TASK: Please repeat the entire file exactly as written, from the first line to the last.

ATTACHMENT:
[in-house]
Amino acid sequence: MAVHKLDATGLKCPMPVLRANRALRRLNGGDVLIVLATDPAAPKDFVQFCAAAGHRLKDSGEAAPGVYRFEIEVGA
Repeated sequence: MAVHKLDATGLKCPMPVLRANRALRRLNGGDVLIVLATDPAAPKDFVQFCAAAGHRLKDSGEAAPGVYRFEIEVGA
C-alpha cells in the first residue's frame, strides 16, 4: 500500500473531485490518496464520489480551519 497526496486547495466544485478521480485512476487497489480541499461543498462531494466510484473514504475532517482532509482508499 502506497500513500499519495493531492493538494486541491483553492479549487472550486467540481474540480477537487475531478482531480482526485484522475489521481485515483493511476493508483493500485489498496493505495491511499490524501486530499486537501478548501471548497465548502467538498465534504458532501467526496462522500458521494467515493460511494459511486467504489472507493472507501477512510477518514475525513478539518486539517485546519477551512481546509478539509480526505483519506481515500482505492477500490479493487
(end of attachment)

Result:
[in-house]
Amino acid sequence: MAVHKLDATGLKCPMPVLRANRALRRLNGGDVLIVLATDPAAPKDFVQFCAAAGHRLKDSGEAAPGVYRFEIEVGA
Repeated sequence: MAVHKLDATGLKCPMPVLRANRALRRLNGGDVLIVLATDPAAPKDFVQFCAAAGHRLKDSGEAAPGVYRFEIEVGA
C-alpha cells in the first residue's frame, strides 16, 4: 500500500473531485490518496464520489480551519 497526496486547495466544485478521480485512476487497489480541499461543498462531494466510484473514504475532517482532509482508499 502506497500513500499519495493531492493538494486541491483553492479549487472550486467540481474540480477537487475531478482531480482526485484522475489521481485515483493511476493508483493500485489498496493505495491511499490524501486530499486537501478548501471548497465548502467538498465534504458532501467526496462522500458521494467515493460511494459511486467504489472507493472507501477512510477518514475525513478539518486539517485546519477551512481546509478539509480526505483519506481515500482505492477500490479493487